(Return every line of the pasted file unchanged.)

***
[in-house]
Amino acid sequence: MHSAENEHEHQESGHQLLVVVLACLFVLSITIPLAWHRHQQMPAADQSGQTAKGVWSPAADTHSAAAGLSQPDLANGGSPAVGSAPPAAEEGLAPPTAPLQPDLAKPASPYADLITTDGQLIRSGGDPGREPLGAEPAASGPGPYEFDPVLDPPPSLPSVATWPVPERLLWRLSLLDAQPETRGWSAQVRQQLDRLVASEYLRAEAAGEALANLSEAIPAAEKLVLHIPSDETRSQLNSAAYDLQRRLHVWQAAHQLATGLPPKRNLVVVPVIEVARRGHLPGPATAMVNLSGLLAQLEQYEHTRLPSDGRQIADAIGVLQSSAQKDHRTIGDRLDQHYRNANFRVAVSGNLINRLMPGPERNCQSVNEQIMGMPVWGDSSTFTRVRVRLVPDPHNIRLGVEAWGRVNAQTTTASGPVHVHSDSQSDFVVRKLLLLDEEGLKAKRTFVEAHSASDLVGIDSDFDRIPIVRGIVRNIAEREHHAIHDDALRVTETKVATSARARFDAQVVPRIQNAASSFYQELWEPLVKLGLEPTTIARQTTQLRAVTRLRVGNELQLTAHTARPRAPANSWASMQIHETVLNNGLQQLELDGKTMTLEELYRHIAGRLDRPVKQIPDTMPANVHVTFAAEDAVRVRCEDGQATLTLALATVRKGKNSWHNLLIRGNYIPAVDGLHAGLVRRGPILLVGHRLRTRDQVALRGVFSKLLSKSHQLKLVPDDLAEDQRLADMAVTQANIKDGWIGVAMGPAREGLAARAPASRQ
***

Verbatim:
[in-house]
Amino acid sequence: MHSAENEHEHQESGHQLLVVVLACLFVLSITIPLAWHRHQQMPAADQSGQTAKGVWSPAADTHSAAAGLSQPDLANGGSPAVGSAPPAAEEGLAPPTAPLQPDLAKPASPYADLITTDGQLIRSGGDPGREPLGAEPAASGPGPYEFDPVLDPPPSLPSVATWPVPERLLWRLSLLDAQPETRGWSAQVRQQLDRLVASEYLRAEAAGEALANLSEAIPAAEKLVLHIPSDETRSQLNSAAYDLQRRLHVWQAAHQLATGLPPKRNLVVVPVIEVARRGHLPGPATAMVNLSGLLAQLEQYEHTRLPSDGRQIADAIGVLQSSAQKDHRTIGDRLDQHYRNANFRVAVSGNLINRLMPGPERNCQSVNEQIMGMPVWGDSSTFTRVRVRLVPDPHNIRLGVEAWGRVNAQTTTASGPVHVHSDSQSDFVVRKLLLLDEEGLKAKRTFVEAHSASDLVGIDSDFDRIPIVRGIVRNIAEREHHAIHDDALRVTETKVATSARARFDAQVVPRIQNAASSFYQELWEPLVKLGLEPTTIARQTTQLRAVTRLRVGNELQLTAHTARPRAPANSWASMQIHETVLNNGLQQLELDGKTMTLEELYRHIAGRLDRPVKQIPDTMPANVHVTFAAEDAVRVRCEDGQATLTLALATVRKGKNSWHNLLIRGNYIPAVDGLHAGLVRRGPILLVGHRLRTRDQVALRGVFSKLLSKSHQLKLVPDDLAEDQRLADMAVTQANIKDGWIGVAMGPAREGLAARAPASRQ